Vice President Al Gore meets backstage with Georgia Tech President G. Wayne Clough before the IMPACT lecture.
College students must play an active role in the growing movement to save the planet from environmental disaster, said Vice President Al Gore during his April 18 lecture in Georgia Tech College of Management's IMPACT Speaker Series.
Other morality-based movements like civil rights and ending apartheid largely began on college campuses, noted Gore, who considers global warming the greatest moral challenge facing civilization. "This is your moment….," said Gore, whose lecture was held in partnership with Georgia Tech's Institute for Leadership and Entrepreneurship. "I urge you to learn as much as you can about this movement."
After imploring the Georgia Tech students who packed the Ferst Center to follow the example set by their grandparents in repairing societies after World War II, Gore asked: "Will this become known as the selfish, self-destructive generation or the next great generation?....We have adopted a short-term way of thinking far more than our grandparents would have thought wise."
Gore's lecture, titled "Thinking Green: Economic Strategies for the 21st Century," made the case that climate change is real – the result of treating our vulnerable atmosphere like an "open sewer" for carbon dioxide emissions. "We're doing damage in an almost casual way," he said.
Citing four recent international scientific studies that unanimously verified the reality of global warming, Gore expressed surprise that consensus on the issue is taking so long and being treated like a "political football."
Gore explained that his passion for saving the environment erupted in 1989 after his son nearly died in a traffic accident. Just as he could have lost his son, he realized that humanity could lose the world's "God-given beauty." Gore, then a U.S. senator, began writing his first book on the environment, the bestselling Earth in the Balance: Ecology and the Human Spirit, in his son's hospital room.
Published in 1992, the book addressed the need to protect the ozone layer and clean up toxic waste dumps. His latest bestseller on the environment, An Inconvenient Truth, was turned into an Academy Award-winning documentary last year.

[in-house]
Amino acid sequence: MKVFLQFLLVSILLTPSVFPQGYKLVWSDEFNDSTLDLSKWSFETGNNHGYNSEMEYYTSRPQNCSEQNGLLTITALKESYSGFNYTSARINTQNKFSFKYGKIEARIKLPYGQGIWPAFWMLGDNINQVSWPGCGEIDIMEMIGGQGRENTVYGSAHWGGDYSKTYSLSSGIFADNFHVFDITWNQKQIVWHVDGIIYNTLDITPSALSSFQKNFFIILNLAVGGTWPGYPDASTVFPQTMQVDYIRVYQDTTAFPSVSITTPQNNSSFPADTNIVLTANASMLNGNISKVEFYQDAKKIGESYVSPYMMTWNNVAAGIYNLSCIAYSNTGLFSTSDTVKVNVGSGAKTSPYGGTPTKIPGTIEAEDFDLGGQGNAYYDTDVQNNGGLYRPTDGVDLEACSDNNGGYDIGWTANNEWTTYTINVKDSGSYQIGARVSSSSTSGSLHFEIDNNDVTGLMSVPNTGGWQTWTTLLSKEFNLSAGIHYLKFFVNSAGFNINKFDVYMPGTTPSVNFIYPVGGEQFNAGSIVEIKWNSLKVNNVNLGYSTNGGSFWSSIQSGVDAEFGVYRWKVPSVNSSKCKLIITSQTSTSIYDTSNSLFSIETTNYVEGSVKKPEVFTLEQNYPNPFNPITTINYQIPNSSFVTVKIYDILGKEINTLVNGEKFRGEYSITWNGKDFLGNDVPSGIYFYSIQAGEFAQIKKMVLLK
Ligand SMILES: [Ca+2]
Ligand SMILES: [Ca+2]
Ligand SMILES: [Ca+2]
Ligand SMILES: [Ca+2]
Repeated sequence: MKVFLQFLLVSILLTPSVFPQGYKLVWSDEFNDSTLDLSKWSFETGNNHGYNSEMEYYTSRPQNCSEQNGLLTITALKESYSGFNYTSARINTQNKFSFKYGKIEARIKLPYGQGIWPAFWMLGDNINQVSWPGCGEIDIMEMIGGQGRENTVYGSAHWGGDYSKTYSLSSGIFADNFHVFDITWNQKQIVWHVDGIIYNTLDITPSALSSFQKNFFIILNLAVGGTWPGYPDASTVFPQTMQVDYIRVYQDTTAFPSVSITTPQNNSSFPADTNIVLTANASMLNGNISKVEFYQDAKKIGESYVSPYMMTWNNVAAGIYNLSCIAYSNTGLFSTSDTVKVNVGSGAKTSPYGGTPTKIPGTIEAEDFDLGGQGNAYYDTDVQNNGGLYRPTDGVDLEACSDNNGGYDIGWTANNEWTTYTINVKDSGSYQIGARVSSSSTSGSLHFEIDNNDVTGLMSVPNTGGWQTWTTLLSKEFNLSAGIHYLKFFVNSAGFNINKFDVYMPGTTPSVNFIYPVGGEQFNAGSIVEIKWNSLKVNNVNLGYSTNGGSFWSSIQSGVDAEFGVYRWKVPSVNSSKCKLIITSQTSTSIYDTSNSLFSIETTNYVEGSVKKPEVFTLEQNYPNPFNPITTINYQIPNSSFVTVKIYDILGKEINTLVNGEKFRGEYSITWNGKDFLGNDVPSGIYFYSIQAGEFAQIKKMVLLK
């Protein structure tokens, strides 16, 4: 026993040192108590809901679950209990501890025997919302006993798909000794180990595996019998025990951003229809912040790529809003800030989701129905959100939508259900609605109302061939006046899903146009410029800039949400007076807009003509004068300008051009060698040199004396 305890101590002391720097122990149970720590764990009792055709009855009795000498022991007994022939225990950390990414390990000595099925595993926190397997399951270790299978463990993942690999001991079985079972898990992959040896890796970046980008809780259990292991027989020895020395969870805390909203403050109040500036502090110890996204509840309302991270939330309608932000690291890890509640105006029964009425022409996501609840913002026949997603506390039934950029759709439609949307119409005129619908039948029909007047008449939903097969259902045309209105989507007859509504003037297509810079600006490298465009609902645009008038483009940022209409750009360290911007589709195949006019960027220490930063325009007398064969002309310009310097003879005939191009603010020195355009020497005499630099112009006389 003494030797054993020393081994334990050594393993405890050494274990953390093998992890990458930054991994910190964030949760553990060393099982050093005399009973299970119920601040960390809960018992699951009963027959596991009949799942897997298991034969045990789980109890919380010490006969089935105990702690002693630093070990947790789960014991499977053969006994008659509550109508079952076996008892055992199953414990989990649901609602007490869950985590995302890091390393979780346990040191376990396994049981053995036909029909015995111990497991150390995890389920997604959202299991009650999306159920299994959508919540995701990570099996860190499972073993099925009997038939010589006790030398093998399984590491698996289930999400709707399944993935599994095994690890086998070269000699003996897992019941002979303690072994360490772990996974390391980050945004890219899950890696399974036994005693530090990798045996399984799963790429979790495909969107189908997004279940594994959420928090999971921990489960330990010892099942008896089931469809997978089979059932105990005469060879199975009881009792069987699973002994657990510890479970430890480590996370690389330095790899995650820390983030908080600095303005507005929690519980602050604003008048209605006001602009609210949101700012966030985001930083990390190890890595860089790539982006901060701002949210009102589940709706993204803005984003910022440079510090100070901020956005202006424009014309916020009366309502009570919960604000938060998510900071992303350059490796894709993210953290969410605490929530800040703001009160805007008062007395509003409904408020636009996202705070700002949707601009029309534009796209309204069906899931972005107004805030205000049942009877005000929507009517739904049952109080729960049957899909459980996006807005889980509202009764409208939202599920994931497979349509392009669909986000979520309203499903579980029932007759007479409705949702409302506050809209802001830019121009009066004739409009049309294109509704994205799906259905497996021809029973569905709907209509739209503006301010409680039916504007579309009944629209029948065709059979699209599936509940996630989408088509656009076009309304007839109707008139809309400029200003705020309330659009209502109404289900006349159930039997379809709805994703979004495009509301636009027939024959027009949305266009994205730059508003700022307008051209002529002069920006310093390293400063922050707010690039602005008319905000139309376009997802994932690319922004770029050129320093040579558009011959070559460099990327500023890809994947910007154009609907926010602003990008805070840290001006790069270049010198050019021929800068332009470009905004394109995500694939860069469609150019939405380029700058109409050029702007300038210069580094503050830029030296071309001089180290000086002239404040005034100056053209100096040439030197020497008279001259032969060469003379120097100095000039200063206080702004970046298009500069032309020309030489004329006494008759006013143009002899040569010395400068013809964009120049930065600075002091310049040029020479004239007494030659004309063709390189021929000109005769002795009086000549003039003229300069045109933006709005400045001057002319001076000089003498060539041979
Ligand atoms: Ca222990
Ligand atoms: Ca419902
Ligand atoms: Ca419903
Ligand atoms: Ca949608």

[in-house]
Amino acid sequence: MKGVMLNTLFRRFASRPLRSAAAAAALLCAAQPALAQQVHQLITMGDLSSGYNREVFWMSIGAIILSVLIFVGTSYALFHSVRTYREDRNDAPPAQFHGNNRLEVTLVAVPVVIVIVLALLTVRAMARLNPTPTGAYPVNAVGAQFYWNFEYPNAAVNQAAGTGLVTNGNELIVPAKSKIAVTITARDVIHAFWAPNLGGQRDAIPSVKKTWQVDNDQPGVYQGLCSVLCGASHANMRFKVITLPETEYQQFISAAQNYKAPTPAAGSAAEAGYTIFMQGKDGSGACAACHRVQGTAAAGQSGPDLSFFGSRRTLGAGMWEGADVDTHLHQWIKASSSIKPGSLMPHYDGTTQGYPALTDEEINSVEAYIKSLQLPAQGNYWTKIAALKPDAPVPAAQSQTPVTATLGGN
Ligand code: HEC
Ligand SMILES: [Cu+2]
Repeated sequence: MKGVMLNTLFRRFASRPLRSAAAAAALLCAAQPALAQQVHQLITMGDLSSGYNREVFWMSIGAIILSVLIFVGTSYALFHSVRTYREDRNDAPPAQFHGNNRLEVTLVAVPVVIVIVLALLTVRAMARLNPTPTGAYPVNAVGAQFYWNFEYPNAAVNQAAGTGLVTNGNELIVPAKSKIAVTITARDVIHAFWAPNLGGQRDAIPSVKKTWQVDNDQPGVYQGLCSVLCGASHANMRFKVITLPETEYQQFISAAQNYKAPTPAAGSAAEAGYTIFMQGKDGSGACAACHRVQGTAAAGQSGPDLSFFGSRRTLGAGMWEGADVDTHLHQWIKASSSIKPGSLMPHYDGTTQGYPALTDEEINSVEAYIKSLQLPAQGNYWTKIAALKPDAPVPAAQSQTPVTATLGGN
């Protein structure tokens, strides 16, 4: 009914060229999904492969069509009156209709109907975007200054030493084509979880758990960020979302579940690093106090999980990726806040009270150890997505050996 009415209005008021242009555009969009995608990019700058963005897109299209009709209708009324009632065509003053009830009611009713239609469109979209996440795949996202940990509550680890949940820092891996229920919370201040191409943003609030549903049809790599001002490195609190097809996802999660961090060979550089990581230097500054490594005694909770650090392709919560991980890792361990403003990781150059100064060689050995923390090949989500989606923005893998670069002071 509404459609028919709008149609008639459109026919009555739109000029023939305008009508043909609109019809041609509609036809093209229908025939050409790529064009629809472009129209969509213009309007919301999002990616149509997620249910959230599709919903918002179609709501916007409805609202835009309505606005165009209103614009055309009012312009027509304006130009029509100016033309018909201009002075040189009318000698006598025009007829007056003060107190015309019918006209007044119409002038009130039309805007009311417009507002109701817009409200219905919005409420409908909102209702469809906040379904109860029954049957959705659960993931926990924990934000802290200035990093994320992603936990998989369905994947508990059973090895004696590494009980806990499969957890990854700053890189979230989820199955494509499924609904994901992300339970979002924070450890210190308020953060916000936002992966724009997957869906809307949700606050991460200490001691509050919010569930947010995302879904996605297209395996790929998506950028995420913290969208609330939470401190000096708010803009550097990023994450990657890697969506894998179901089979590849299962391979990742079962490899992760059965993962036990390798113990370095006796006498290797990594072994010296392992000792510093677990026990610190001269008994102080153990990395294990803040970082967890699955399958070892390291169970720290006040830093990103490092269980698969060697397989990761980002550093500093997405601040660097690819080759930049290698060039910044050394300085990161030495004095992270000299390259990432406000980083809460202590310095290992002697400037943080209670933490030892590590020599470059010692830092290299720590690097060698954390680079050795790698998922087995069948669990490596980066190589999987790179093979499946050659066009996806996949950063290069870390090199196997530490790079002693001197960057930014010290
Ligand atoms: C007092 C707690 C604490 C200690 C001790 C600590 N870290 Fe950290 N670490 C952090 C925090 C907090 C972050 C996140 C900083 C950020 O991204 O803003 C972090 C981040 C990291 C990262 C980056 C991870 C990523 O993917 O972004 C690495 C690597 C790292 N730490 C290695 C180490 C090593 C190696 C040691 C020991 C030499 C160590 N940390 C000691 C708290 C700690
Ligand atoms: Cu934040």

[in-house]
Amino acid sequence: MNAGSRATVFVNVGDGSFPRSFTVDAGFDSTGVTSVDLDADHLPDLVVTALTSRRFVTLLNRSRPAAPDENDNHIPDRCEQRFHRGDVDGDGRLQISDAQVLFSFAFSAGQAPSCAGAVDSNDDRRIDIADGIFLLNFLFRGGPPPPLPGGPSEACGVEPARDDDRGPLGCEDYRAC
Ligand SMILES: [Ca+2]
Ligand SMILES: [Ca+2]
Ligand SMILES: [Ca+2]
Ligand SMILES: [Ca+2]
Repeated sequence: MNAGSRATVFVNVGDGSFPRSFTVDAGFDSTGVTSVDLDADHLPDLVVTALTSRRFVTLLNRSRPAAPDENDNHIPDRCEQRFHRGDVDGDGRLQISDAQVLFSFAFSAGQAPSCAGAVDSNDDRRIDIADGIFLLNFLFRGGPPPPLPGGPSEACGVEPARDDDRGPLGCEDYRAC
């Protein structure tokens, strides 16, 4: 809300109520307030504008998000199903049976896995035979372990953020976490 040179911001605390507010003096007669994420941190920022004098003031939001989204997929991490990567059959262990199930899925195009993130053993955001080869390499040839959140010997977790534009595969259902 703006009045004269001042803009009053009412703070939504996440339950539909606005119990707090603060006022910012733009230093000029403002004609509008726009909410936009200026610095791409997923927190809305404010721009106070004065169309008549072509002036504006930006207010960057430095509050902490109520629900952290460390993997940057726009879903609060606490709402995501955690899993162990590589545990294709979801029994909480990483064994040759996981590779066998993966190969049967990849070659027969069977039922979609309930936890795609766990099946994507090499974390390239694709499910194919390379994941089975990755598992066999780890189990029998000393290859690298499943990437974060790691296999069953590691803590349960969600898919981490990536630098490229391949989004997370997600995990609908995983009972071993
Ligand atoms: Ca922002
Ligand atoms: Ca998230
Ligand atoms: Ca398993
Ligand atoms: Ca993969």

In his lecture, sponsored by Assurant Specialty Property, Gore listed factors that have contributed to global warming, from tremendous population growth to the technology revolution that has led to "bull-in-a-china shop syndrome." Short-attention spans, more focused on celebrity gossip about Britney Spears than important issues, haven't helped either, he said.
The result, Gore explained, is melting glaciers, and an inevitable explosion in "climate refugees" fleeing spoiled areas. Based on the environmental damage already done, the number of refugees will certainly be in the tens of millions, but the total could reach well into the hundreds of millions if aggressive action isn't taken, Gore said. For this reason, he said he agrees with the group of retired military generals and Pentagon advisors who recently identified global warming as a serious national security issue.
The good news, Gore said, is that there's still time to turn around rising temperatures. "Don't let anybody tell you it's too late," he emphasized. "We have time…. We can project ourselves into the future we want to create because it is up to us."
He said he's heartened that a green revolution is spreading through business, with corporate giants like Wal-Mart and ConocoPhillips recognizing the need to clean up their acts. Gore, who is chairman of an investment management firm aiming to create environmentally-friendly portfolios, believes today's students can prepare themselves for many future job opportunities by learning about sustainable business practices.
Pricing carbon through environmental taxes or emission trading programs is Gore's key policy recommendation for solving global warming. "The market assigns zero value to pollution," he says. "Market signals say it's fine to use the atmosphere as an open sewer."
Gore highlighted the recent example set by New Zealand's prime minister with her goal to make the country carbon neutral with its greenhouse gas emissions. Seeing Gore's film of An Inconvenient Truth reportedly inspired her.
In his lecture, Gore wasn't all serious business, joking about the controversial outcome of the 2000 presidential election. "There are winners, and there are losers, and then there's that little-known third category," said Gore, who was the country's 45th vice president under Bill Clinton.
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